The Julii were of Alban origin, mentioned as one of the leading Alban houses, which settled in Rome around the mid-7th century BC, after the destruction of Alba Longa. They were granted patrician status, along with other noble Alban families; the Julii existed at an early period at Bovillae, evidenced by a ancient inscription on an altar in the theatre of that town, which speaks of their offering sacrifices according to the lege Albana, or Alban rites. The cognomen "Caesar" originated, according to Pliny the Elder, with an ancestor, born by Caesarean section; the Historia Augusta suggests three alternative explanations: that the first Caesar had a thick head of hair. Caesar issued coins featuring images of elephants, suggesting that he favored this interpretation of his name. Despite their ancient pedigree, the Julii Caesares were not politically influential, although they had enjoyed some revival of their political fortunes in the early 1st century BC. Caesar's father called Gaius Julius Caesar, governed the province of Asia, his sister Julia, Caesar's aunt, married Gaius Marius, one of the most prominent figures in the Republic.
His mother, Aurelia Cotta, came from an influential family. Little is recorded of Caesar's childhood. In 85 BC, Caesar's father died so Caesar was the head of the family at 16, his coming of age coincided with a civil war between his uncle Gaius Marius and his rival Lucius Cornelius Sulla. Both sides carried out bloody purges of their political opponents whenever they were in the ascendancy. Marius and his ally Lucius Cornelius Cinna were in control of the city when Caesar was nominated as the new Flamen Dialis, he was married to Cinna's daughter Cornelia. Following Sulla's final victory, Caesar's connections to the old regime made him a target for the new one, he was stripped of his inheritance, his wife's dowry, his priesthood, but he refused to divorce Cornelia and was forced to go into hiding. The threat against hi
Julio César Falcioni
Julio César Falcioni is an Argentine football manager and former goalkeeper. Falcioni started his career at Vélez Sársfield in the Primera division in 1976. In 1980, he moved to América de Cali in Colombia. Between 1985 and 1987, Falcioni was part of the América team that were runners up in the Copa Libertadores three seasons in a row. In 1990, Falcioni returned to Argentina to play for Gimnasia y Esgrima, in 1991 he had short spells with Once Caldas in Colombia and with his first club Vélez Sársfield. Falcioni made one appearance for the Argentina national football team in 1989. Falcioni embarked on his managerial career in 1997 at the lower divisions of Vélez Sarsfield, he remained at the club until 2000. He had stints as manager of Olimpo, Independiente, Colón de Santa Fe and Gimnasia y Esgrima de La Plata. In 2009, he returned to Banfield and that year led them to the Apertura 2009 championship, making them Argentine league champions for the first time in their history. On 22 December 2010, he left Banfield to become the manager of Boca Juniors.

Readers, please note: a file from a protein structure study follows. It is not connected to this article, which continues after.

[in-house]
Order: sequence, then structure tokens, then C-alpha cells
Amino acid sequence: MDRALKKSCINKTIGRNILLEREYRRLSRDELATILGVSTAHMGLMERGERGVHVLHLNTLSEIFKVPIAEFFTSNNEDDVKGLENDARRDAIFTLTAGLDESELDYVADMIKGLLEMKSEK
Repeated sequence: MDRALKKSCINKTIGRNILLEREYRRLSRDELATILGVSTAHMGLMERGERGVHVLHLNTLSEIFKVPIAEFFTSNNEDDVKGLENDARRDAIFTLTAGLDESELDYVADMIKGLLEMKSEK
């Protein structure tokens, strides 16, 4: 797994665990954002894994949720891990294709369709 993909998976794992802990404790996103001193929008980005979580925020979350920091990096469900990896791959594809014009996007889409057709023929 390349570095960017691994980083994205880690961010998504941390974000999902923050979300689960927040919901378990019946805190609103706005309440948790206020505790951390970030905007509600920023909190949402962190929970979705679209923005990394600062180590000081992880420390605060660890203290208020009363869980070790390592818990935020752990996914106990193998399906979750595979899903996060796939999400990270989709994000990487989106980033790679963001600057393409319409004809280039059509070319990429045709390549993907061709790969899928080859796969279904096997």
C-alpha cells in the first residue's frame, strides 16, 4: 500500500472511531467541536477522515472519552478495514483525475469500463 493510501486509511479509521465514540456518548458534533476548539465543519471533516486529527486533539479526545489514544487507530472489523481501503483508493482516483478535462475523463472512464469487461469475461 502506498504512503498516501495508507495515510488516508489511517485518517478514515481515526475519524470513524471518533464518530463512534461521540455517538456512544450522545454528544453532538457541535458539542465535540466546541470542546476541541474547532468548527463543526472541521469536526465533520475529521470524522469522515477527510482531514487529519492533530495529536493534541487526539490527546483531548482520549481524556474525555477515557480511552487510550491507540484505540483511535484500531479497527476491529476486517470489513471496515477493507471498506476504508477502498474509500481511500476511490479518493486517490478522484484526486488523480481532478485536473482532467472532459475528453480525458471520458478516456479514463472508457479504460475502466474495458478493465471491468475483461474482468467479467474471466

Within months he had caused controversy by leaving star player Juan Román Riquelme out of the team to face All Boys in the third round of the Clausura 2011 tournament though the fans favourite was not suffering from any injuries. Under his management, Boca Juniors won the Apertura 2011 of the Primera División Argentina for the first time since Apertura 2008. Undefeated and with only 4 goals against in 17 games, they were crowned champions after beating Banfield 3–0 in La Bombonera, two games before the tournament's end. At the end of the Torneo Inicial 2012, Boca decided not to renew his contract. On 27 May 2014 Falcioni was named manager of Chilean Club Universidad Católica BanfieldPrimera División Argentina: Apertura 2009Boca JuniorsPrimera División Argentina: Apertura 2011 Copa Argentina: 2011–12 Julio César Falcioni at National-Football-Teams.com Managerial statistics in Argentina at Fútbol XXI
Julio César Strassera
Julio César Strassera was an Argentine lawyer and jurist. He served as Chief Prosecutor during the historic 1985 Trial of the Juntas. Strassera was born in Buenos Aires in 1933, he attended the prestigious Colegio San José college preparatory school, left two years shy of graduation, returned to complete his secondary studies. He would enroll at the University of Buenos Aires and earn a juris doctor in 1963, he was named Secretary of a Buenos Aires Federal Court shortly after the March 1976 coup, was appointed as a Federal Prosecutor. His tenure as Federal Prosecutor coincided with the height of the Dirty War, a large number of Habeas Corpus inquiries were solicited at his office during this period, many from friends and family of political prisoners. Strassera, refused to file most of these; some of the most notable cases thereof included that of former Santa Cruz Governor Jorge Cepernic, arrested following the coup, whose property had been seized without due process and of Lidia Papaleo, whose majority ownership of newsprint manufacturer Papel Prensa was seized from her under duress following the death of her husband, financier David Graiver.